Indian Institutes in Abroad

                   Manipal University, Dubai Birla Institute of Technology and Sciences, Dubai Amity University, Dubai Bharathiar University, Dubai Calicut University, Dubai National Law School Of India, Dubai Pune University, Dubai VIT University, Dubai Indian Institute Of Management, Dubai Institute of International Law, Dubai Institute of Management Technology, Dubai National Institute of Fashion Technology, Dubai SP jain Centre of Management, Dubai, Singapore & Sydney Indian Institute of Management, USA Indian Institute of Aircraft Engineering, USA Indo-German Science Centre for Infectious Diseases(IG-SCID), Germany Institute of Information Technology, Design and Manufacturing, Indo-Japanese Collaboration DPS International School, Singapore Amity University, New York & San Fransisco

The Planning Commission is in favour of formulating guidelines to allow Indian universities and government-run institutions to run business abroad to fund higher education for the poor back home and to expand the educational infrastructure in the country. So far, only private educational institutions were free to explore education opportunities abroad. Private institutions like Symbiosis and BITS, Pilani, have already opened campuses abroad. Only in May this year, Pune University became the first government-run institution to open its campus abroad, in UAE, after considerable legal and bureaucratic hurdles. The move will pave the way for Indian universities raising funds from abroad, improving their international ranking and getting international exposure for its teaching faculty. The resources generated through offshore campuses could be used to fund up gradation of higher education infrastructure and its expansion in the country. National Knowledge Commission has also recommended that reputed Indian universities (for instance Madras University or Mumbai University) should be allowed to go foreign to expose its students to international teaching methods. Expansion plans aim to offer students a chance to broaden their horizons and give them an edge in the competitive jobs market.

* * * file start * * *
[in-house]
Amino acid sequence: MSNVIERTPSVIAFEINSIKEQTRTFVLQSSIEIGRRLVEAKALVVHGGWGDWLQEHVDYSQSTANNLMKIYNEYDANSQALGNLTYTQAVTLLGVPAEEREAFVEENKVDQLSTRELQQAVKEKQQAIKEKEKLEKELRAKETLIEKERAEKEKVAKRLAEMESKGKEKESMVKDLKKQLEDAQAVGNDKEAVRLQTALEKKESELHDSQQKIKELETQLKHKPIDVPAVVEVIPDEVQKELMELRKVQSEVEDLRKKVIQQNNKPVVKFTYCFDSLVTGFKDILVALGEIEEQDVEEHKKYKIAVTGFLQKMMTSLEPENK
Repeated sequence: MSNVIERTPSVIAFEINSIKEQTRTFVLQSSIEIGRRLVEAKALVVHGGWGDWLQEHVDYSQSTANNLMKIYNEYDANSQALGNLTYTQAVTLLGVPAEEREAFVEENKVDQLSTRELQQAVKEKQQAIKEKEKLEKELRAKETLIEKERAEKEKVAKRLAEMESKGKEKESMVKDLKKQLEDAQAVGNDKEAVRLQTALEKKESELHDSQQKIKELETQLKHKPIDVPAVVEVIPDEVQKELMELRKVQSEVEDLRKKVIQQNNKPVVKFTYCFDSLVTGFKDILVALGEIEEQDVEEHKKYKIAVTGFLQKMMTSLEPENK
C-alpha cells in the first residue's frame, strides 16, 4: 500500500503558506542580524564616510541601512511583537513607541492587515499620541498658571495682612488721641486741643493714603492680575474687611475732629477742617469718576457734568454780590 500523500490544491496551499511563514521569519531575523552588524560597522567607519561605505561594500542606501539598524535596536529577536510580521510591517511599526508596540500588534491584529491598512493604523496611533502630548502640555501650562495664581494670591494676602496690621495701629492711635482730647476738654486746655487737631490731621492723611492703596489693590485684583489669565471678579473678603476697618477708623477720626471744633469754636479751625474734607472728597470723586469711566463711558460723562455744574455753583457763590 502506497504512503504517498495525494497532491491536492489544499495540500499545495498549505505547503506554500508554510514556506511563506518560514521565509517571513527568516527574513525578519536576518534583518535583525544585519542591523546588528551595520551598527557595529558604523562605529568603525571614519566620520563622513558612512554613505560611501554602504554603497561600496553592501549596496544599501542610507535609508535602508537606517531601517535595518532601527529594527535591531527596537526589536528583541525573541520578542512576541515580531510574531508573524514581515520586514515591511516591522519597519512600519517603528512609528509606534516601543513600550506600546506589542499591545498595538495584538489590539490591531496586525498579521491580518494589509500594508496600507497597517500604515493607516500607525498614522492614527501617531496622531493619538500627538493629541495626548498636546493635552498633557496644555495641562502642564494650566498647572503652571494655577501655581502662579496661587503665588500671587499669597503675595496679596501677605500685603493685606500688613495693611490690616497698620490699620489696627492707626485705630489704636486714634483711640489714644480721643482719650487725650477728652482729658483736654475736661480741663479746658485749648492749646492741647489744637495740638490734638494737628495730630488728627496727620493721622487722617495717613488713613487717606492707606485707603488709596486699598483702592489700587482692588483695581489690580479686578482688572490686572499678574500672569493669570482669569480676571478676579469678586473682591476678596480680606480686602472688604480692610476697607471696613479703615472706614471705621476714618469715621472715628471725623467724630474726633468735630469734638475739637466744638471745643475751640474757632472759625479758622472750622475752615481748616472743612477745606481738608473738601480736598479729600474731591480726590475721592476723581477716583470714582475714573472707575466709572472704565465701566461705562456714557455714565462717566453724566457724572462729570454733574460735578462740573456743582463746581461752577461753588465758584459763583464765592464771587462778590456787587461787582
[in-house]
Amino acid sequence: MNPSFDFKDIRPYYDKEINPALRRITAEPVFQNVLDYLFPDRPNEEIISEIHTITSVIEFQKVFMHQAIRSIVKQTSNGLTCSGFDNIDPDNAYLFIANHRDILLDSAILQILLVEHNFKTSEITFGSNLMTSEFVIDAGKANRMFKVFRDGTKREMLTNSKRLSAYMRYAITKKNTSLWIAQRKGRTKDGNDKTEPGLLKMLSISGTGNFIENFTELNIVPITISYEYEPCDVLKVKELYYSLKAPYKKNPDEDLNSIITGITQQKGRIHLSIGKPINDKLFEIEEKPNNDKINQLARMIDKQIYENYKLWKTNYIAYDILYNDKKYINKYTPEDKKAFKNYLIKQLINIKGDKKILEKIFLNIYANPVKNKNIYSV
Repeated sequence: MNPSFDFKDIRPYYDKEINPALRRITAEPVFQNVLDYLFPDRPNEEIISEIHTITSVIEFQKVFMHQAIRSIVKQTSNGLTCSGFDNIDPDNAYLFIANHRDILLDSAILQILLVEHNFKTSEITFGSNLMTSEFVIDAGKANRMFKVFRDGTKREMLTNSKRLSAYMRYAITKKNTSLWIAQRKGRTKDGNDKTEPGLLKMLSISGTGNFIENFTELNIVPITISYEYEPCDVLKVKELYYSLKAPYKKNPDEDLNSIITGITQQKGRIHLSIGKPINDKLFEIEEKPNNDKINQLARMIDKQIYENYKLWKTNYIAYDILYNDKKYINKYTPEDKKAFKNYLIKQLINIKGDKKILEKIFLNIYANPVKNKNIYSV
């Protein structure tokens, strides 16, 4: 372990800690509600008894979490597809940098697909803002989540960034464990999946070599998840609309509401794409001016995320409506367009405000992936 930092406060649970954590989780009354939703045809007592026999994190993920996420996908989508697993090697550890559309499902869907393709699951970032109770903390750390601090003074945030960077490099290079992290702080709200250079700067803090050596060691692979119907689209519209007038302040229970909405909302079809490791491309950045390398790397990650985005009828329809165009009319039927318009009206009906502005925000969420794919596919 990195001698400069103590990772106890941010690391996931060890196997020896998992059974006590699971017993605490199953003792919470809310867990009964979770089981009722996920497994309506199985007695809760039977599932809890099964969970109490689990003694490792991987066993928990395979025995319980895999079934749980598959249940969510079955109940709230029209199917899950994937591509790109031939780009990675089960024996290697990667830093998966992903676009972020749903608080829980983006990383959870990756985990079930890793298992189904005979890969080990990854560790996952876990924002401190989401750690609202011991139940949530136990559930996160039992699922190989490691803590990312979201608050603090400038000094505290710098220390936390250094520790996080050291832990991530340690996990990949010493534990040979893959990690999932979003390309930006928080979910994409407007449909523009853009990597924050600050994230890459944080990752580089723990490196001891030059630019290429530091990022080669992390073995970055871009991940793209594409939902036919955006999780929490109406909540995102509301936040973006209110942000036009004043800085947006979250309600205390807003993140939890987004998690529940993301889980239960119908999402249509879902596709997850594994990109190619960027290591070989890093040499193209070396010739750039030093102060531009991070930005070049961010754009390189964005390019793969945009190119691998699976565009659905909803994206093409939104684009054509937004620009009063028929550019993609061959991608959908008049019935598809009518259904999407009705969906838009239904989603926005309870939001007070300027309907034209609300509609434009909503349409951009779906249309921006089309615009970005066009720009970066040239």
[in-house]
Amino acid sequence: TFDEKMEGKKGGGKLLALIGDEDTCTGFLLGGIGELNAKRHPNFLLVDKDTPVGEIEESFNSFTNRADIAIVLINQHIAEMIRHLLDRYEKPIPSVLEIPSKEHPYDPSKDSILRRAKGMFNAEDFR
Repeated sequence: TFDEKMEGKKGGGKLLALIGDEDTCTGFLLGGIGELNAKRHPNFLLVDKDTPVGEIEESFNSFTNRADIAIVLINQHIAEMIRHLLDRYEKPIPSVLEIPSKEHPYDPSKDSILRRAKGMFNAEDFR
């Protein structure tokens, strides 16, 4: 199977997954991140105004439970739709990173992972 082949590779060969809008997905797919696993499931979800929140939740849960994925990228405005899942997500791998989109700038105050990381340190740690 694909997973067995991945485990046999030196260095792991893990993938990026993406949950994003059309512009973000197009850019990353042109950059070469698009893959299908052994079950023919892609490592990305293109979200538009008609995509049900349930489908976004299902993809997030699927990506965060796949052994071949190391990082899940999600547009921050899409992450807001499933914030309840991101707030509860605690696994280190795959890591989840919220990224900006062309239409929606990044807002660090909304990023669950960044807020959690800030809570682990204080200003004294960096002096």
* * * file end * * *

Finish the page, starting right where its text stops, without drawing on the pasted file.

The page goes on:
which has often been criticised for its emphasis on rote-learning of facts for exams but little else. It could also change India's own approach to education. .is catching on. The importance of extra-curricular activities -.long an established part of life in Western universities but not widespread in India -.   The moves come not just as part of a wider worldwide trend for "borderless" education but as the government in New Delhi looks to improve education standards to maintain India's economic growth in the years ahead.